New friends and no hangover – Day 48/49

Posted on April 21, 2012


This morning I got back to my hostel at 0340. Yes, Tanna had been on the town san alcohol. Rehydrated from four bottles of water, a ginger beer and two pineapple juices, I had met some people at the Red Chilli hostel who had cajoled me into coming out. After the day I had, I needed the downtime. This has got to be a first I thought as I turned the key in the lock to my door. Usually my partner in crime Mama Afrika is guiding me towards my bed where I pass out fully clothed with contact lenses in.

My new friends are mature students from Westminster University (age bracket mid-late 30s possibly a tad older, hard to tell) working with an NGO which supports HIV children. Some of the photographs they’ve taken of the kids they’re working with are wonderful, they are offering advice and support to the charity on how best to secure funding from donors and to come up with good business strategies as part of their Master’s course. They are a bunch of internationals – a Russian from outside St Petersburg; an Indian from Kerala; an American from Seattle; an Albanian and a Brit – they all live and work in London. Like me, most of them have had a career in another area (ex-banker; former tourism guide; businessman can’t remember the other two) and are getting their MBA to branch into something else or to complement the skills they already have to further their career choices. Now I must stress I am a pretty good judge of character and I would NEVER put myself in any sort of danger, especially in a city I don’t know, with a bunch of strangers. I am cynical to the core and am wary of new people regardless of what sex. But my new friends are all blokes. All but two are married and one has three kids. There was no hidden agenda, they invited me out, no pressure, said if I felt like company it would be good to have me along. I announced The Northerner’s existence early in the conversation and not once did I feel uncomfortable. As a lone traveller you do crave company, but a lot of the guests I’ve seen have so far been really young and immature. The “Westminster Boys” were perfect gentlemen, intelligent, funny, well-travelled and they really looked after me last night. They reminded me of some of The Northerner’s friends, who treat me respectfully at all times and one of the lads. These guys weren’t out to pick up women, or score, they wanted a night out to see what Kampala nightlife was like and to sink a few beers in a different location other than the reception bar of Red Chilli.  I remained on the wagon (determined to see this challenge through), and they were on the right side of squiffy, not larger louts, perhaps that’s the age.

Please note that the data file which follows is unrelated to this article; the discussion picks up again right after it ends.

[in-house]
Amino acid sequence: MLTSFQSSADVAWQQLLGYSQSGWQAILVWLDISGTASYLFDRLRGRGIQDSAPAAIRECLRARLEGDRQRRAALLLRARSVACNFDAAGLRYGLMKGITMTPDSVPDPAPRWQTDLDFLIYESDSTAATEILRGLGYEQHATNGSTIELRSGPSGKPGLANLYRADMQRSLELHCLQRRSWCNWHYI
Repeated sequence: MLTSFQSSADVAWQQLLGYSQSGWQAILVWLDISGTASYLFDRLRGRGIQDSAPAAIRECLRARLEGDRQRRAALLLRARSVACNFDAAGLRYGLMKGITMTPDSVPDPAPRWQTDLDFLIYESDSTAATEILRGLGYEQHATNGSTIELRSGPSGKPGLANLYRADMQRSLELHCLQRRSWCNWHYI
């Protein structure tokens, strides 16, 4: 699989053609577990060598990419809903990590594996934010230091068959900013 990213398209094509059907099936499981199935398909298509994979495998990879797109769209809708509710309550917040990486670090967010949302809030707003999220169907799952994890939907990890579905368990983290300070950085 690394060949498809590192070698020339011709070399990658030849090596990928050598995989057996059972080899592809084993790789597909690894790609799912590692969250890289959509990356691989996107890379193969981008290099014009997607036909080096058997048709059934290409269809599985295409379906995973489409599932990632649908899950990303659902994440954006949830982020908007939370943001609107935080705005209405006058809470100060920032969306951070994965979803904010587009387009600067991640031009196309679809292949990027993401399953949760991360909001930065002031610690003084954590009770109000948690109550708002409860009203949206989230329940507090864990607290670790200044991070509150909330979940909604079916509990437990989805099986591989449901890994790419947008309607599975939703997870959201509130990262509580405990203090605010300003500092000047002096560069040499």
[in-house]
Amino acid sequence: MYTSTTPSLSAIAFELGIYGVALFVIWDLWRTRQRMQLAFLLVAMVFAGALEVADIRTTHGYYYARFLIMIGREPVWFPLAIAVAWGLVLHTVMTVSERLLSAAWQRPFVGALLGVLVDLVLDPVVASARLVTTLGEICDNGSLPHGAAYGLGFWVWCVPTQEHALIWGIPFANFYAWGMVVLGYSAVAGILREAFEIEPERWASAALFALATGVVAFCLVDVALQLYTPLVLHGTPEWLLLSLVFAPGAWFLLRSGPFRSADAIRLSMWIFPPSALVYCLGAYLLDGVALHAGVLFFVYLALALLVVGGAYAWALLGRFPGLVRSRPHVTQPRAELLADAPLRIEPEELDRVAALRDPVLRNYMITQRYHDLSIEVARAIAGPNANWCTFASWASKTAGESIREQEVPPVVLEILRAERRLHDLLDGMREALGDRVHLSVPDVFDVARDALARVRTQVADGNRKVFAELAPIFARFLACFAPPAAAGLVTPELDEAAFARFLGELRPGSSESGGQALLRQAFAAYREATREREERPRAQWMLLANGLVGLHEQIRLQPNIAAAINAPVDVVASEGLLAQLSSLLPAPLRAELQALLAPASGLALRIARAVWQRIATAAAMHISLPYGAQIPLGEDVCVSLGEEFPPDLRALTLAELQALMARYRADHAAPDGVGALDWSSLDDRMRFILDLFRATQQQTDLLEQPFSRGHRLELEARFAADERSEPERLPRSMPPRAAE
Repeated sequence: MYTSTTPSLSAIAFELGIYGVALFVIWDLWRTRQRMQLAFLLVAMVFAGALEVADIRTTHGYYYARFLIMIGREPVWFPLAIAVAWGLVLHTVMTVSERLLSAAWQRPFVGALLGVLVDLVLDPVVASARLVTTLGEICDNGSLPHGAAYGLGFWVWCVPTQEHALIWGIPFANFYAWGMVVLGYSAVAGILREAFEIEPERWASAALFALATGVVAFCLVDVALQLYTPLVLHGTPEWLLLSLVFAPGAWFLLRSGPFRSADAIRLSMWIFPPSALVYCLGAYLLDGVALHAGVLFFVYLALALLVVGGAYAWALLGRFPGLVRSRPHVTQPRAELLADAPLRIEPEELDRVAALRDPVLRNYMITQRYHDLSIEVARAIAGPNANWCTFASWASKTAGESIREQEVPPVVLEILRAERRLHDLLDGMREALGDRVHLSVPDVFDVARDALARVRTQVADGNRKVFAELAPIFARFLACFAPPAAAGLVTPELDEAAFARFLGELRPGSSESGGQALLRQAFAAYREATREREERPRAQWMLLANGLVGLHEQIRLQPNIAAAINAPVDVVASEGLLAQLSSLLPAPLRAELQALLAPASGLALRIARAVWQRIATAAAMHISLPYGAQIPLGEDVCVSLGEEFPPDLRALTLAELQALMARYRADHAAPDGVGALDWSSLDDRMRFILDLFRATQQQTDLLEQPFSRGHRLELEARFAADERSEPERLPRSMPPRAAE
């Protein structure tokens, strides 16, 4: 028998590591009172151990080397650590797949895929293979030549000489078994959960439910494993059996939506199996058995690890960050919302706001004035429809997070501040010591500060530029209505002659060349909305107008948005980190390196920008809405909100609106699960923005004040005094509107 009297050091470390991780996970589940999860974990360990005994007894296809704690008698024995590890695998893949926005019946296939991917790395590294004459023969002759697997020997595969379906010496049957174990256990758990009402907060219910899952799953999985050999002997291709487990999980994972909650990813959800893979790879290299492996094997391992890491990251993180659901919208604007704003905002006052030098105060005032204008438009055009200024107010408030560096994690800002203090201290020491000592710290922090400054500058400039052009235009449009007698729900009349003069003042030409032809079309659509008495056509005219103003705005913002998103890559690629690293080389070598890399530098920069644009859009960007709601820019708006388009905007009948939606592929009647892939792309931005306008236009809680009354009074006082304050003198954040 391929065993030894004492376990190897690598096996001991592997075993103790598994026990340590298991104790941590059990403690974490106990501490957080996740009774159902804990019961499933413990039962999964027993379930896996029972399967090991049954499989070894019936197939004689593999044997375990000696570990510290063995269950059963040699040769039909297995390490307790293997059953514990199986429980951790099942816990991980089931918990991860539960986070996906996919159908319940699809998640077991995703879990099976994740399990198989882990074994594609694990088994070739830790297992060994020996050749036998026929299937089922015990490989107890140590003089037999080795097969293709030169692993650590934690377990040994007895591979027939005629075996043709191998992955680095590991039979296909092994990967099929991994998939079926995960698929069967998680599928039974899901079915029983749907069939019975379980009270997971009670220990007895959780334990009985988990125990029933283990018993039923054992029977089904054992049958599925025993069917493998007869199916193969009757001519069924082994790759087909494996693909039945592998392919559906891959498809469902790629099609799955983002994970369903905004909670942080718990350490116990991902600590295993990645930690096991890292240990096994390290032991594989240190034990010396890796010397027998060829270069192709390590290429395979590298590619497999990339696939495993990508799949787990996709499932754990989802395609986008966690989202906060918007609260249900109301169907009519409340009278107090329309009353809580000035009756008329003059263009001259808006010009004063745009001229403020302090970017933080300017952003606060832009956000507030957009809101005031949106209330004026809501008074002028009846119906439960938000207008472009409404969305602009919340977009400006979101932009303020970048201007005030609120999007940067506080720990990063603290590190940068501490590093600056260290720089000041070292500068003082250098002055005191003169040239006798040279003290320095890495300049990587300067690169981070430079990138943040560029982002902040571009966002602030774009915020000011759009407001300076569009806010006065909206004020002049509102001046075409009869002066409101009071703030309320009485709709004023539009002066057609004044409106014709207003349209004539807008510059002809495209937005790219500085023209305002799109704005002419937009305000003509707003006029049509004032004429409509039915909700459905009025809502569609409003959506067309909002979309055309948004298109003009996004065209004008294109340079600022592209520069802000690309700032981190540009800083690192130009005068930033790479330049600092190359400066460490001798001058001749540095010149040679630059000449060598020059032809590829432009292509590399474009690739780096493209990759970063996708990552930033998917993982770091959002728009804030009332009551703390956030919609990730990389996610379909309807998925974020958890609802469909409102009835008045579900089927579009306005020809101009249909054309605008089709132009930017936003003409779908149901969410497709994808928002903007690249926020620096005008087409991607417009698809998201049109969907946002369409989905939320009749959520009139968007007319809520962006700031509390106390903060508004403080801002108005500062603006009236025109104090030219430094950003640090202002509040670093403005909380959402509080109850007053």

During the course of the evening I was able to have a quality conversation with each of them above the blaring music. We discussed food and wine in great detail (the America, who has vowed to take his wife to J Sheekys’ on his return to the UK after my recommendation); UK politics; football (yes even with my limited knowledge), Eastern Europe, India; journalism and phone hacking; life in the forest and how to avoid being eaten by a lion; African culture and their work with HIV patients. It was great to engage in articulate debate, I love meeting new people and they really are great guys. We have promised to stay in touch and will try to meet up back home, once our dissertations are out-of-the-way.

So my evening, began with a superb dinner at Haandi, an Indian restaurant (there are two branches in London) off Kampala Road in the city centre, I had a chance to suss out my options, I decided I would go to Kabalagala and hang out with them. The Westminster Boys have a ­­specific driver which was provided by the NGO who takes them around, so we were dropped off in a luxury people carrier – I felt like a VIP – in Uganda most of the cars are falling apart. This area is south of the city, surrounded by industrial estates, we pulled up along a road which is back to back with bars and clubs/pubs. Reminded me of Malia in Greece in the early 90s. The place we went to was called The Capital Pub.

Blimey – where do I start? What an experience, filled with locals as well as few Muzungus and Indians who all have the obligatory thick moustache.  As you enter the joint it looks like a regular bar, done up with a rock-theme. There are a few old slot machines and a pool table, dark wood everywhere has bright teal-coloured walls. Then out the back is where the action happens. A circular bar in the middle of the courtyard is where people congregate to dance. Scantily clad mannequins decorate the walls, but to be fair they were wearing more than some of the women. The attire is strictly hot pants, the shortest skirt possible or tight, tight cut-off jeans, high heels, low-cut tops and showing as much flesh as possible, each one trying to stand out from the other. I must have looked like I’d come from church: knee-length shift dress, high neck line, sleeves, footless tights and flip-flops, perfect smart dinner attire, totally incongruous to this place.